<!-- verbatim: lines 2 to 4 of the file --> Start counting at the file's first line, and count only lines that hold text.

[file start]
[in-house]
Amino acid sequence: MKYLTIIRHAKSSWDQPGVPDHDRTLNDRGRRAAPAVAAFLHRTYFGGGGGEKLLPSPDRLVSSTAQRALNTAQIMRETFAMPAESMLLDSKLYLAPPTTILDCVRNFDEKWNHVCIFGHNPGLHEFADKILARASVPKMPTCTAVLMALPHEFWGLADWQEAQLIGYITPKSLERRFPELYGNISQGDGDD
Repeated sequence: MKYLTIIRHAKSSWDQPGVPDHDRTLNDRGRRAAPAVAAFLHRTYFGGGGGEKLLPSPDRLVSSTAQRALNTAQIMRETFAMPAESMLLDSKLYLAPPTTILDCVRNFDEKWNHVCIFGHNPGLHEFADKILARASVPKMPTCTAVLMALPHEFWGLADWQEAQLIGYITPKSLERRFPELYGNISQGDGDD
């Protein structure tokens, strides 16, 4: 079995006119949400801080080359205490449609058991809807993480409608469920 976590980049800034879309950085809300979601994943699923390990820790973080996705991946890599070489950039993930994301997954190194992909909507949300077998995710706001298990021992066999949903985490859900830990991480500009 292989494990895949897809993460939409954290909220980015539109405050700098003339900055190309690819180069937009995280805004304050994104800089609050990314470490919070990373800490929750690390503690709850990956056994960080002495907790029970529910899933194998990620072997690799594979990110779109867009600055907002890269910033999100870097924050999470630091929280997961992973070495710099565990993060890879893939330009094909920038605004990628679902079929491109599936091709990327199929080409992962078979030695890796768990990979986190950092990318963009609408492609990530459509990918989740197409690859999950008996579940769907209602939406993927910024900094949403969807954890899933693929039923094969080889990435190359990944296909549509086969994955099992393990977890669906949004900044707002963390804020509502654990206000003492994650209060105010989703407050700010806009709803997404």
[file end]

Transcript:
Amino acid sequence: MKYLTIIRHAKSSWDQPGVPDHDRTLNDRGRRAAPAVAAFLHRTYFGGGGGEKLLPSPDRLVSSTAQRALNTAQIMRETFAMPAESMLLDSKLYLAPPTTILDCVRNFDEKWNHVCIFGHNPGLHEFADKILARASVPKMPTCTAVLMALPHEFWGLADWQEAQLIGYITPKSLERRFPELYGNISQGDGDD
Repeated sequence: MKYLTIIRHAKSSWDQPGVPDHDRTLNDRGRRAAPAVAAFLHRTYFGGGGGEKLLPSPDRLVSSTAQRALNTAQIMRETFAMPAESMLLDSKLYLAPPTTILDCVRNFDEKWNHVCIFGHNPGLHEFADKILARASVPKMPTCTAVLMALPHEFWGLADWQEAQLIGYITPKSLERRFPELYGNISQGDGDD
């Protein structure tokens, strides 16, 4: 079995006119949400801080080359205490449609058991809807993480409608469920 976590980049800034879309950085809300979601994943699923390990820790973080996705991946890599070489950039993930994301997954190194992909909507949300077998995710706001298990021992066999949903985490859900830990991480500009 292989494990895949897809993460939409954290909220980015539109405050700098003339900055190309690819180069937009995280805004304050994104800089609050990314470490919070990373800490929750690390503690709850990956056994960080002495907790029970529910899933194998990620072997690799594979990110779109867009600055907002890269910033999100870097924050999470630091929280997961992973070495710099565990993060890879893939330009094909920038605004990628679902079929491109599936091709990327199929080409992962078979030695890796768990990979986190950092990318963009609408492609990530459509990918989740197409690859999950008996579940769907209602939406993927910024900094949403969807954890899933693929039923094969080889990435190359990944296909549509086969994955099992393990977890669906949004900044707002963390804020509502654990206000003492994650209060105010989703407050700010806009709803997404």